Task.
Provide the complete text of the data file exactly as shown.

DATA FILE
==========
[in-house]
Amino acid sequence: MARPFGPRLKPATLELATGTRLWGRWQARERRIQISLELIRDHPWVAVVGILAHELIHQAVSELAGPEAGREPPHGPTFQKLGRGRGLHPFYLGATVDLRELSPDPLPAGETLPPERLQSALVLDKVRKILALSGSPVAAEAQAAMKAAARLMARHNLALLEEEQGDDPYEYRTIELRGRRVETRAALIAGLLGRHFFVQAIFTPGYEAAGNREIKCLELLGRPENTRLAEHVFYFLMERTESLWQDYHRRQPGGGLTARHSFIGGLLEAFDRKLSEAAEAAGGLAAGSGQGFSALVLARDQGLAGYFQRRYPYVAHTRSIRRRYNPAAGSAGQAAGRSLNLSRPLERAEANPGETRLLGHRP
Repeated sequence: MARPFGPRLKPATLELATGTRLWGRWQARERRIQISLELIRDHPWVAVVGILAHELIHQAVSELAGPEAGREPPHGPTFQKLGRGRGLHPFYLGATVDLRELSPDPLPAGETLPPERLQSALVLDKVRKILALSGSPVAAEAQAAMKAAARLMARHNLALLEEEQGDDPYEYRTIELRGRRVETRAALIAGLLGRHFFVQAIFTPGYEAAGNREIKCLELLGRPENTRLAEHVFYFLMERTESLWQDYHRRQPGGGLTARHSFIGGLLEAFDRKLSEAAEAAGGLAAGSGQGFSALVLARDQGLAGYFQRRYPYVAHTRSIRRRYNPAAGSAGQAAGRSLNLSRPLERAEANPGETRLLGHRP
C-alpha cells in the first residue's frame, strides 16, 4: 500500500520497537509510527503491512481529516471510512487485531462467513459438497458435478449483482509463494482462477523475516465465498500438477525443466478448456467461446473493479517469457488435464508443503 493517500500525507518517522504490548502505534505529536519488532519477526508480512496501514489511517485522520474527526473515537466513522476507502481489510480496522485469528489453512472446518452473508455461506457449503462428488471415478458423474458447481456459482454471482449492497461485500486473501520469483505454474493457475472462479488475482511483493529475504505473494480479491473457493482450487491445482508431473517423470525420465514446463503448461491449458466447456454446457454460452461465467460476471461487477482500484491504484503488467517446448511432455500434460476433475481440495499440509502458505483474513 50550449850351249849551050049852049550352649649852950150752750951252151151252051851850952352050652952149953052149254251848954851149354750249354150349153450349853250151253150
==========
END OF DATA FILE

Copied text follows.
[in-house]
Amino acid sequence: MARPFGPRLKPATLELATGTRLWGRWQARERRIQISLELIRDHPWVAVVGILAHELIHQAVSELAGPEAGREPPHGPTFQKLGRGRGLHPFYLGATVDLRELSPDPLPAGETLPPERLQSALVLDKVRKILALSGSPVAAEAQAAMKAAARLMARHNLALLEEEQGDDPYEYRTIELRGRRVETRAALIAGLLGRHFFVQAIFTPGYEAAGNREIKCLELLGRPENTRLAEHVFYFLMERTESLWQDYHRRQPGGGLTARHSFIGGLLEAFDRKLSEAAEAAGGLAAGSGQGFSALVLARDQGLAGYFQRRYPYVAHTRSIRRRYNPAAGSAGQAAGRSLNLSRPLERAEANPGETRLLGHRP
Repeated sequence: MARPFGPRLKPATLELATGTRLWGRWQARERRIQISLELIRDHPWVAVVGILAHELIHQAVSELAGPEAGREPPHGPTFQKLGRGRGLHPFYLGATVDLRELSPDPLPAGETLPPERLQSALVLDKVRKILALSGSPVAAEAQAAMKAAARLMARHNLALLEEEQGDDPYEYRTIELRGRRVETRAALIAGLLGRHFFVQAIFTPGYEAAGNREIKCLELLGRPENTRLAEHVFYFLMERTESLWQDYHRRQPGGGLTARHSFIGGLLEAFDRKLSEAAEAAGGLAAGSGQGFSALVLARDQGLAGYFQRRYPYVAHTRSIRRRYNPAAGSAGQAAGRSLNLSRPLERAEANPGETRLLGHRP
C-alpha cells in the first residue's frame, strides 16, 4: 500500500520497537509510527503491512481529516471510512487485531462467513459438497458435478449483482509463494482462477523475516465465498500438477525443466478448456467461446473493479517469457488435464508443503 493517500500525507518517522504490548502505534505529536519488532519477526508480512496501514489511517485522520474527526473515537466513522476507502481489510480496522485469528489453512472446518452473508455461506457449503462428488471415478458423474458447481456459482454471482449492497461485500486473501520469483505454474493457475472462479488475482511483493529475504505473494480479491473457493482450487491445482508431473517423470525420465514446463503448461491449458466447456454446457454460452461465467460476471461487477482500484491504484503488467517446448511432455500434460476433475481440495499440509502458505483474513 50550449850351249849551050049852049550352649649852950150752750951252151151252051851850952352050652952149953052149254251848954851149354750249354150349153450349853250151253150